“If anyone is claustrophobic or scared of the dark, now’s the time to let me know.”
That’s our guide, standing in front of the shipping container we’re about to step into. As she scans the crowd, I grip the ticket in my hand just a little bit more tightly and avoid catching her eye. Secretly I am both of those things – what rational person wouldn’t be? Inescapable spaces? Not being able to see anything around you?
I think about raising my hand and saying, “Well now that you mention it, we’ve made a terrible mistake. Anyway, goodbye.”
But I don’t speak up, because in addition to being scared of the dark and a little bit claustrophobic, I am also a third, irrational thing: proud. I’m the sort of person who’ll go straight to the highest diving board to prove she’s not scared; who watches horror moves through gaps in her fingers, as though a slightly narrowed field of vision will protect her from the horror.
So as I stand outside the entrance to Flight – a new theatre show that simulates all of our worst fears when it comes to plane travel – I cling to the fact that this is theatre. It’s a carefully planned experience, right? That gives me just enough courage to make my way through the doors of the ominous white shipping container in Southbank.
Once inside, it feels just like being on an aeroplane – even though we’re mere metres from a McDonald’s with hundreds of pedestrians streaming by – thanks to seats, overhead compartments and windows taken from a real plane. As you take your assigned seat a video starts to play, instructing you to look at the safety card placed in the seat pocket in front. Not a sound from the outside makes it through, and once you put your headphones on you feel completely removed from the world.
From the outset everything is, deliberately, a little bit wrong. There’s safety in numbers, so if you come with a friend, you’ll be separated. The video starts off normally enough – a stewardess talking through the usual aircraft safety information – but then the screen starts to flicker. Her outfit changes from blue to pink. The background changes. Normal intercom messages start playing, then become slowly more and more bizarre. Cat noises. The paging of a passenger “Schrödinger”. Then suddenly everything is dark.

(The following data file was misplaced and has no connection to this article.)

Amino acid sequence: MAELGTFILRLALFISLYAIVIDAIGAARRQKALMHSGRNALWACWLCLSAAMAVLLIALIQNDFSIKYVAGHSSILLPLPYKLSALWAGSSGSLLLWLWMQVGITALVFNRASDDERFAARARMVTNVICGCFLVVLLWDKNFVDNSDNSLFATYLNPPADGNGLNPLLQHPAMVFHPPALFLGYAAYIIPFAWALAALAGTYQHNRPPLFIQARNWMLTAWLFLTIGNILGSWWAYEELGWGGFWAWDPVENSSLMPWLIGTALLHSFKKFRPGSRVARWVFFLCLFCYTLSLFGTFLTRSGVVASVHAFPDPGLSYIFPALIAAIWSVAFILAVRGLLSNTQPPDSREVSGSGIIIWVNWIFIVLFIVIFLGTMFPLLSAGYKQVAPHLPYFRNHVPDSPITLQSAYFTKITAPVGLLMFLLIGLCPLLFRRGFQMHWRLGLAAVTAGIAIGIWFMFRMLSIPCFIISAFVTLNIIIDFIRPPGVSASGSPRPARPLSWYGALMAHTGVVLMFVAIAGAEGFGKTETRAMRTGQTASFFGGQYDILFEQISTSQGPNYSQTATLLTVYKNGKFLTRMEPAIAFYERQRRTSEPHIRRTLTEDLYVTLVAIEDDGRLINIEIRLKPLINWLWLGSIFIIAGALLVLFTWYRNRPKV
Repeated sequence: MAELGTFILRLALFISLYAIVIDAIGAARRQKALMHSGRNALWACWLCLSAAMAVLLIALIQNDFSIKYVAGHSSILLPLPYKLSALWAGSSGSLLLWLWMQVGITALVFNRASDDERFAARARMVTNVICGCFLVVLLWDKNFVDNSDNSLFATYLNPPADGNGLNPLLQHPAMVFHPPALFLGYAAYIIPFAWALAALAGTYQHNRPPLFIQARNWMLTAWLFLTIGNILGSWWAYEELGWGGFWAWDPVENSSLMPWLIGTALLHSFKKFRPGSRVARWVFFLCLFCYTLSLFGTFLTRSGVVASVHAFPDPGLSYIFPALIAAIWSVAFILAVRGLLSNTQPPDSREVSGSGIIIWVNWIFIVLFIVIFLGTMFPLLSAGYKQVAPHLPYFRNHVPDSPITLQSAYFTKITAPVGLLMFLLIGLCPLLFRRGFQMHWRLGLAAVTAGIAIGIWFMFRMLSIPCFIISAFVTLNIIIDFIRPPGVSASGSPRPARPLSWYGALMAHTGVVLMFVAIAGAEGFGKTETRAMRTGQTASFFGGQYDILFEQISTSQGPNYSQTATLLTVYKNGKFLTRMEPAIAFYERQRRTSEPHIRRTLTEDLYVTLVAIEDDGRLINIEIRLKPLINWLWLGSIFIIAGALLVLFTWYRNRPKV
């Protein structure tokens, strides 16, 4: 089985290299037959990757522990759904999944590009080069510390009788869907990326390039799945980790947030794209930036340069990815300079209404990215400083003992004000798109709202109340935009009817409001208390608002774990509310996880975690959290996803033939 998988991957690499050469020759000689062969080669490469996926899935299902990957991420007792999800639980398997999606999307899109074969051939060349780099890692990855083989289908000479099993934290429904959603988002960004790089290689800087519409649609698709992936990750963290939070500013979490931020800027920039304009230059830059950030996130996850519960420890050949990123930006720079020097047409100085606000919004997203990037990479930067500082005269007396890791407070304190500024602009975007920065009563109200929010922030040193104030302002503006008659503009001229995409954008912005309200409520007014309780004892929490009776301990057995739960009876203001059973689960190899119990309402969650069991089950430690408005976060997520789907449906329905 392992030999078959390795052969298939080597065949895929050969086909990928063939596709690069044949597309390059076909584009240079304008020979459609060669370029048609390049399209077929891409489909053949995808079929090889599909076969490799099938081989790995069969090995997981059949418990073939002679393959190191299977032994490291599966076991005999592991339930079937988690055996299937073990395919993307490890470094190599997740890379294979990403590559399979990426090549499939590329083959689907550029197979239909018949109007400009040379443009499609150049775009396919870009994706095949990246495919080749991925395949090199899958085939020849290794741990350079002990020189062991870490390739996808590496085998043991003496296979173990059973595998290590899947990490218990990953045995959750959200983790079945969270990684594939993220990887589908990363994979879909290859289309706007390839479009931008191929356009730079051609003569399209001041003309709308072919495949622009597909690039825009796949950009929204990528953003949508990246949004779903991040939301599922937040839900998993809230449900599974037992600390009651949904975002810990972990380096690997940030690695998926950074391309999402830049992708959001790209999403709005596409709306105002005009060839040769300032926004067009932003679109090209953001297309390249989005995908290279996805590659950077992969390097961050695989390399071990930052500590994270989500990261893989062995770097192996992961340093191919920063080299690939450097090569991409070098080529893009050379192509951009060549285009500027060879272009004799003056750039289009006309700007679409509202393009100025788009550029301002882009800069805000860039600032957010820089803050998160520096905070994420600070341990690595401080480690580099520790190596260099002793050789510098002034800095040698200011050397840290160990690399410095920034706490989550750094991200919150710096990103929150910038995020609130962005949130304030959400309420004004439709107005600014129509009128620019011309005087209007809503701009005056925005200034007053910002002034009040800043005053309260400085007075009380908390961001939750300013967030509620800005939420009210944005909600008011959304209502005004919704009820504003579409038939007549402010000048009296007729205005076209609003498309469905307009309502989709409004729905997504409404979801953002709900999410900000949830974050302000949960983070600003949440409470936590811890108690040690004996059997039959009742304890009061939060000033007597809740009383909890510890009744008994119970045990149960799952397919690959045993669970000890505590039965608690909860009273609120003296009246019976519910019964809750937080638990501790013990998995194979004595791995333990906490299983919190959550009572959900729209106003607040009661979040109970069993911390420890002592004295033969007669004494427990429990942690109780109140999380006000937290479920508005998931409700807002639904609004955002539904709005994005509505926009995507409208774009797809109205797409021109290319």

Flight was brought to Australia by Realscape Productions, UK production company Darkfield, and Darkfield's founders Glen Neath and David Rosenberg. Terrifying experiences in shipping containers are kind of their thing – they’re the ones who also brought us the deeply unsettling Séance, which combines aspects of a traditional ghost-summoning scenario with sensory deprivation.
Neath and Rosenberg decided on a plane as their next setting, and they’ve recently launched Coma in the UK, continuing their run of taking already distressing scenarios and turning them into a disturbing form of entertainment.
“Flying is inherently unnerving, not only because you’re in a thin metal tube 30,000 feet up in the air,” Neath tells me, “but also because you’re locked in there with a bunch of strangers.”
As I sit in the dark with my headphones on, I’m ready for jump scares. Sudden noises. Whispers in my ears. That kind of thing. But it’s not the jump scares that make this experience so impactful. What makes Flight effective is the way your senses are manipulated.
I can’t tell if what I’m hearing is a recording or my fellow passengers. Lights flash on just long enough to show me something vague, while my imagination (I think) fills in the rest. Even though I know, deep down, that this is theatre, I find myself making myself as small as possible, double checking that my seatbelt’s done up. It’s fair to say my fight or flight response is fully engaged.
When it’s all over and the lights come on we’re ushered out. I unclench my shoulders, and I step back out into the real world. But then – just for a moment – I find myself wondering if this really is the real world, after all. What really happened in there? Because the scary thing about Flight isn’t what happens in the dark. It uses darkness to lean into the unknown, pushing through to the other side. And if there’s one thing scarier than darkness, it’s what happens after you’ve crossed to the other side – the unknown.